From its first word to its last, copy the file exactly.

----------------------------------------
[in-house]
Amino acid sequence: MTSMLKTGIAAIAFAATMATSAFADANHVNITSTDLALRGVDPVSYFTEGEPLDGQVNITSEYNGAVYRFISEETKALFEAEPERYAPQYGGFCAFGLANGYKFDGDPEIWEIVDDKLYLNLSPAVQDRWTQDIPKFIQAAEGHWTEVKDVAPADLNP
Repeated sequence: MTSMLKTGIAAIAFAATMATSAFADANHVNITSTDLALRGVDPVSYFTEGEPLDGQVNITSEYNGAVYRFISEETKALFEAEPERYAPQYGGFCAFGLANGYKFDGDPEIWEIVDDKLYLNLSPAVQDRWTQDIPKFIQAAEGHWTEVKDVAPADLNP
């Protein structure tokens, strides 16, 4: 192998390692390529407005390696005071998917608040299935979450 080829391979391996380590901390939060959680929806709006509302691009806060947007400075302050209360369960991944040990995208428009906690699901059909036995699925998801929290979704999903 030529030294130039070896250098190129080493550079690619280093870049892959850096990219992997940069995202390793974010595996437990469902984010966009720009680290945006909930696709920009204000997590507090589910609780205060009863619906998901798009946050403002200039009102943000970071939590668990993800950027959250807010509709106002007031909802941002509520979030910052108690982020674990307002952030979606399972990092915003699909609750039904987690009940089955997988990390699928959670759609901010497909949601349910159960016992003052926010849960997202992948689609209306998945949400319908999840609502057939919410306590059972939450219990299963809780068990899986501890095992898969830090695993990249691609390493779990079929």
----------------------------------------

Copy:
[in-house]
Amino acid sequence: MTSMLKTGIAAIAFAATMATSAFADANHVNITSTDLALRGVDPVSYFTEGEPLDGQVNITSEYNGAVYRFISEETKALFEAEPERYAPQYGGFCAFGLANGYKFDGDPEIWEIVDDKLYLNLSPAVQDRWTQDIPKFIQAAEGHWTEVKDVAPADLNP
Repeated sequence: MTSMLKTGIAAIAFAATMATSAFADANHVNITSTDLALRGVDPVSYFTEGEPLDGQVNITSEYNGAVYRFISEETKALFEAEPERYAPQYGGFCAFGLANGYKFDGDPEIWEIVDDKLYLNLSPAVQDRWTQDIPKFIQAAEGHWTEVKDVAPADLNP
């Protein structure tokens, strides 16, 4: 192998390692390529407005390696005071998917608040299935979450 080829391979391996380590901390939060959680929806709006509302691009806060947007400075302050209360369960991944040990995208428009906690699901059909036995699925998801929290979704999903 030529030294130039070896250098190129080493550079690619280093870049892959850096990219992997940069995202390793974010595996437990469902984010966009720009680290945006909930696709920009204000997590507090589910609780205060009863619906998901798009946050403002200039009102943000970071939590668990993800950027959250807010509709106002007031909802941002509520979030910052108690982020674990307002952030979606399972990092915003699909609750039904987690009940089955997988990390699928959670759609901010497909949601349910159960016992003052926010849960997202992948689609209306998945949400319908999840609502057939919410306590059972939450219990299963809780068990899986501890095992898969830090695993990249691609390493779990079929």